More’s sentence was commuted to a simple beheading. He was executed five days later, on 6 July 1535. Informed early that morning that he was to die before nine a.m., he dressed in his best clothes but was persuaded to change by Sir Edmund Walsingham, the Lieutenant of the Tower. The clothes would be taken by the headsman as part of his fee. The man was a rogue, according to Walsingham. He would probably spend the money on prostitutes.
More therefore changed into his servant’s cheap grey cloak before setting out for execution. He was carrying a small red cross as he left the Bell Tower for the scaffold on Tower Hill.
‘So was he by master Leiutenaunte brought out of the Tower, from thence led to the place of execution. Where, goinge vppe the scaffold, which was so weake that it was ready to fall, he said merilye to master Lieutenante: “I pray you, master Leiutenaunte, see me saif vppe, for my cominge downe let me shifte for my selfe”.’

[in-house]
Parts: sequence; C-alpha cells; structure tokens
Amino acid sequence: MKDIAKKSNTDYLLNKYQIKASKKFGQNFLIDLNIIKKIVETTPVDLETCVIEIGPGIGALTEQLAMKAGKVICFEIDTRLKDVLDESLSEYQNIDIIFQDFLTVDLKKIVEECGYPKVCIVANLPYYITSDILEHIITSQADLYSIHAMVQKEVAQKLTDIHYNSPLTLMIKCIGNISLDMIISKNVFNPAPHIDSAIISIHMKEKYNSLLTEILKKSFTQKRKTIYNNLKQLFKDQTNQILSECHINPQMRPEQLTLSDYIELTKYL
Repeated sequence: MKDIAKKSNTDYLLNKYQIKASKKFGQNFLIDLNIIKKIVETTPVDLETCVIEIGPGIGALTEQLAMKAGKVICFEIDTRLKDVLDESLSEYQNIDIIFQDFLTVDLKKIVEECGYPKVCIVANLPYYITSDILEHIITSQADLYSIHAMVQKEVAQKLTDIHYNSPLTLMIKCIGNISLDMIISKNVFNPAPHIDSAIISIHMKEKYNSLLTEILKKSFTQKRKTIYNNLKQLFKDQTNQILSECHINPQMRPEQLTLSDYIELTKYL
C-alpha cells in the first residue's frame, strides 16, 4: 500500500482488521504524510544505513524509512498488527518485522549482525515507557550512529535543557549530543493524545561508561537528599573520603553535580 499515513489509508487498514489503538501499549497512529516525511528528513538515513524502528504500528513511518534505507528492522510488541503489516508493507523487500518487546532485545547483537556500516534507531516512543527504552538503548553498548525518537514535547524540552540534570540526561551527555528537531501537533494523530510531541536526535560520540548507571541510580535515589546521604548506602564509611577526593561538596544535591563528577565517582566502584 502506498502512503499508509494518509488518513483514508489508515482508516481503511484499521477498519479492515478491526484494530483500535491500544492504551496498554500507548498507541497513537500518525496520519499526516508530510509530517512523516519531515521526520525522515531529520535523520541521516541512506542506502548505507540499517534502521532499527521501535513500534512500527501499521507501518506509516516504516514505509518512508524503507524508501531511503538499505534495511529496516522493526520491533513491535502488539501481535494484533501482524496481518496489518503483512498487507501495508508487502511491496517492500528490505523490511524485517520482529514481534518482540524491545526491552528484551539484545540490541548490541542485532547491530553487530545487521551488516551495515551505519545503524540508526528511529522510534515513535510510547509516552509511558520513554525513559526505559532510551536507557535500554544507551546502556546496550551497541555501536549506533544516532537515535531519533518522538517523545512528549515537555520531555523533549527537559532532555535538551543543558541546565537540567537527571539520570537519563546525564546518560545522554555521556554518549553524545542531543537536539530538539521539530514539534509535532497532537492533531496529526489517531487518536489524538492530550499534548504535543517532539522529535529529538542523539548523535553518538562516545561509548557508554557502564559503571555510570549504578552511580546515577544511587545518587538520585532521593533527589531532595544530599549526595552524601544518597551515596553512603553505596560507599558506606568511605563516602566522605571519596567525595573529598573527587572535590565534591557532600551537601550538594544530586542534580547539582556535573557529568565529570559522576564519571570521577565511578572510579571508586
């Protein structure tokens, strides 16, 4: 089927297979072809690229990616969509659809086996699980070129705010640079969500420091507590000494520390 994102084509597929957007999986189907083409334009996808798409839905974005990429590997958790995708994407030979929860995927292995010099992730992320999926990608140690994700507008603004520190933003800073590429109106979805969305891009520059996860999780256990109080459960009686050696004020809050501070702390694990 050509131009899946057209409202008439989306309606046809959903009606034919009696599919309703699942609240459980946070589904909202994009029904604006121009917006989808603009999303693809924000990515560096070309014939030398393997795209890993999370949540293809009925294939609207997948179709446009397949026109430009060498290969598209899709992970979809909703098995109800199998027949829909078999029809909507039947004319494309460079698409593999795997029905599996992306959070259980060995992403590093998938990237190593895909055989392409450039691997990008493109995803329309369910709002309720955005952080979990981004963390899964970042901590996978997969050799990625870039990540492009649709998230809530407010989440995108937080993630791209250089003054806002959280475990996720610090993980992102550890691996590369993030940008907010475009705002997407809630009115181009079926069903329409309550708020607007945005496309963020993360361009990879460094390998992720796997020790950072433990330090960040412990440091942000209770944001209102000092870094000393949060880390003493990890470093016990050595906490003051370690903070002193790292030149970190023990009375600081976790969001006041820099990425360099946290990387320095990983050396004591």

In a mask, a scarlet robe and a horn-shaped hat, the executioner knelt to ask More’s forgiveness and received a kiss in return.
‘Which done, he kneled downe, and after his prayers said, turned to the executioner, with a cheerefull countenaunce spake to him: “Pluck vpp thy spirites, man, be not afrayde to do thine office; my necke is very shorte; take heede therefore thow stryke not awrye, for saving of thine honesty.’
HISTORIC LONDON: X MARKS THE SPOT. Question 96. The executioner got it right with the first blow. What happened to More’s head afterwards?
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